These are very very important. I will credit Seth Godin’s Purple Cow with one of the greatest innovations I had. I used this transparency device for feedback to improve the customer satisfaction scores in the dealerships I worked for. And I do this in my own business. I actually send a follow-up email for people who buy things and ask them how it went.
Preserve the customers you’ve already got through your follow-ups, through segmentation, through the landing pages that you have, your email marketing sequences for people who buy things. It’s vital because you want the people who have purchased to be able to tell you how it’s going so that you can retain them. And this again conveys this marketing integrity of the same message. Yes, we care about you and we’re transparent, and open, and we value your business before you buy with us. But even after you buy with us, we still care about you. We still follow up, we’re still accessible, and we still want to make sure that you get great results.
If you have a good news story, consider doing a press release. That’s a nice way to let other people know about what you’re doing. These things have to be newsworthy. They can’t just be rubbish articles for links. They’ve got to be newsworthy items. You can take advantage of seasons. You’ve got Easter, Christmas, summer, winter, end of stock, etc. You could do things for the community. This also can be quite helpful.
Point of sales
Another way to integrate your marketing is anything point of sales. So if your business has any physical aspect, then make sure that all your departments, all your customer facing materials, whether it’s the window, dressing the material on the desks, on the walls, the uniforms, the logos, the stationary, business cards; everything should have an integrated theme across the board. You should know instantly you’re in the right place.
It fascinated me when I was in the dealership that different departments would have their own fonts and messaging. You could walk around one dealership and feel like you’re in 5 different businesses and that was something I swept out, and I said, “Hey, department managers, we have one customer. Let’s be consistent here.”
The old customer relationship management. You’ve got to be consistent with your email marketing. Keep sending your direct response letters and emails in frequencies that correlate with the way that people want to receive things. I offer people a choice to go for daily or weekly emails because I know that some people don’t have time to look at an email everyday. But then there’s other people who are hyper users and they want everything I can send them as soon as they can get it.
When the podcasts are short and I value people’s time, then they can continue to receive things daily. So think about your pacing, think about the way you format the emails. I make sure when I send out the emails, I’m using the same font size, the same font, I have a very similar style to the way that I lay them out, and I use pictures, bullet points, and clear calls to action. And all of these things combine to make a consistent messaging.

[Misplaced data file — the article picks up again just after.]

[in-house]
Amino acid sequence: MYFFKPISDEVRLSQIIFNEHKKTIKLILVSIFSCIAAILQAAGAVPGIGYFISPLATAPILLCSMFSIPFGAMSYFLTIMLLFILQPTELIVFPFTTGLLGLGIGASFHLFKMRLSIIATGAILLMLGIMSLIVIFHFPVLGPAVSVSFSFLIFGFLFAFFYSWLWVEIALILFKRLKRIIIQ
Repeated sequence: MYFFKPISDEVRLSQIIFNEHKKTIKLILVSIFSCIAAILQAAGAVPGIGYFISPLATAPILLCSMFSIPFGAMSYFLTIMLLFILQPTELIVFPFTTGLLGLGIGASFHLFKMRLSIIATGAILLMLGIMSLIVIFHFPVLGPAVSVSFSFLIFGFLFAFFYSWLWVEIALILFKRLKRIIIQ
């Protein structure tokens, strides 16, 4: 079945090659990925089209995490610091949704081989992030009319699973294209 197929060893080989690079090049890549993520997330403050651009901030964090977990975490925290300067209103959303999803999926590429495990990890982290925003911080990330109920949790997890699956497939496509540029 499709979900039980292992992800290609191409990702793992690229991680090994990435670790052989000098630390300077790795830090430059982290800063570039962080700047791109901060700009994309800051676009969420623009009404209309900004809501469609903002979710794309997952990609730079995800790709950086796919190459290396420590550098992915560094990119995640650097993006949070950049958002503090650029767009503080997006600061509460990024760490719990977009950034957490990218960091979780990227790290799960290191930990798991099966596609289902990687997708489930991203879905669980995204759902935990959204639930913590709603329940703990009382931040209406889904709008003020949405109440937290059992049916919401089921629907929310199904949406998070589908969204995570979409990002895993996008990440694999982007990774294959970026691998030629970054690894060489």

If I’m sending a couple of hundred thousand emails a month, then my customers are getting the same look and feel from me and they know that it’s me. They know that they can trust what’s coming through.
So really, this is all about keeping sight of the fundamentals. While technology is your friend and it’s always coming out and updating, success is not all about the latest social media, or getting more Twitter followers. It’s ultimately about providing a positive customer experience. We are in the experience economy so have all the elements come in together when someone picks up the telephone and calls you, or if they go to your store. If they look at your online presence. If they meet you face-to-face. If they listen to a podcast, they see you on a video, or they read a press release, or they get your email, that all of your follow-up and communication is consistent and it always seeks to deliver value.
So here’s your action step from listening to this short but punchy podcast. On a whiteboard or a large piece of paper, write down a campaign or a branding message that you could roll out across all of your marketing channels. Maybe it’s just getting your logo updated and have it on every piece of material you do.
Make sure that if a prospect is to find your website, or your ad, or your article or your email that it will look and feel consistent and that they are treated in the same positive experience that you want your business to be conveying. So that’s your action step, is to roll out something that pulls together your various different marketing elements into one combined and integrated message.
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Your thoughts: What elements of your marketing could be better integrated?